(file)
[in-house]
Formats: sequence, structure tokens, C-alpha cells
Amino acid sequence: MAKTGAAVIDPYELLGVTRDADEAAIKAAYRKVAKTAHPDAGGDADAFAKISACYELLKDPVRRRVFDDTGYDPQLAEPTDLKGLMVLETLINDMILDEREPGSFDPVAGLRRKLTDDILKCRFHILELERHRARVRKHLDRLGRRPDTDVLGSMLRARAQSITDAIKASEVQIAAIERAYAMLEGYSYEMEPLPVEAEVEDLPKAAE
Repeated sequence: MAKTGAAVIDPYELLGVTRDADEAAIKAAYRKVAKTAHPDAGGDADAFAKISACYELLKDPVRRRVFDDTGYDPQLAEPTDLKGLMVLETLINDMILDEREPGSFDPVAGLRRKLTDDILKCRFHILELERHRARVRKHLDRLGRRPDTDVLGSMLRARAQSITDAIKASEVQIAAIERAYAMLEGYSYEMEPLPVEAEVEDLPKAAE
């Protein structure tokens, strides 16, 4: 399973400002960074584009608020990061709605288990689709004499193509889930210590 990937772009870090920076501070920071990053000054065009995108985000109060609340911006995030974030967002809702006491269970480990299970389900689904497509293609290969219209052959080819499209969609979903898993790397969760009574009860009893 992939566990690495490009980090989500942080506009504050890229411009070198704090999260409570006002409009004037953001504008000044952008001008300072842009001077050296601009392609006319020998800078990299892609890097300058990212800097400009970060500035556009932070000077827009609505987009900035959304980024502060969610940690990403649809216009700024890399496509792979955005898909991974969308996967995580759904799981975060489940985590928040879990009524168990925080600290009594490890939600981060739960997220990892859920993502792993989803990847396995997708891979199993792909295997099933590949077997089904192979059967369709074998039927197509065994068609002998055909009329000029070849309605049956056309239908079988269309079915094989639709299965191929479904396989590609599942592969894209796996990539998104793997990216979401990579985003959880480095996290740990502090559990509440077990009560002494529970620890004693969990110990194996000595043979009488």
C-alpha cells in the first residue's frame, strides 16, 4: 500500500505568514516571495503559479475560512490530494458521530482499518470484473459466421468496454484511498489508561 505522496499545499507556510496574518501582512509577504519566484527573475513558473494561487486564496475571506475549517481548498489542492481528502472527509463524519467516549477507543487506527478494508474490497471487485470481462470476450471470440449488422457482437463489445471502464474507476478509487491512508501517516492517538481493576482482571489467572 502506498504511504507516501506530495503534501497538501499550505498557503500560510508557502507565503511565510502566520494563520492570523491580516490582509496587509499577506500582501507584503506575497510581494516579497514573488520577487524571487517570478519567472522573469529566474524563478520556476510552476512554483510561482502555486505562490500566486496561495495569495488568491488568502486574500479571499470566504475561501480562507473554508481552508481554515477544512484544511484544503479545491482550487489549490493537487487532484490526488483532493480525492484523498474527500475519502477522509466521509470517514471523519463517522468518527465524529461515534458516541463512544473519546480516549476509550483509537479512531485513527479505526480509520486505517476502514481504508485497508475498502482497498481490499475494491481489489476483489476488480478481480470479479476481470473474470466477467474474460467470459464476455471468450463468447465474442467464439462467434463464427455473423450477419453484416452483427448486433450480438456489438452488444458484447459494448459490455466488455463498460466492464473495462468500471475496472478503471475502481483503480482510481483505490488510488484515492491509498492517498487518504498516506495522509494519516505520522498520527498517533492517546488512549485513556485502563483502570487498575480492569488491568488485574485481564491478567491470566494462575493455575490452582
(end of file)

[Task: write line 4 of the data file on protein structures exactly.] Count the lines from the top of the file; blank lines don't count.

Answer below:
Repeated sequence: MAKTGAAVIDPYELLGVTRDADEAAIKAAYRKVAKTAHPDAGGDADAFAKISACYELLKDPVRRRVFDDTGYDPQLAEPTDLKGLMVLETLINDMILDEREPGSFDPVAGLRRKLTDDILKCRFHILELERHRARVRKHLDRLGRRPDTDVLGSMLRARAQSITDAIKASEVQIAAIERAYAMLEGYSYEMEPLPVEAEVEDLPKAAE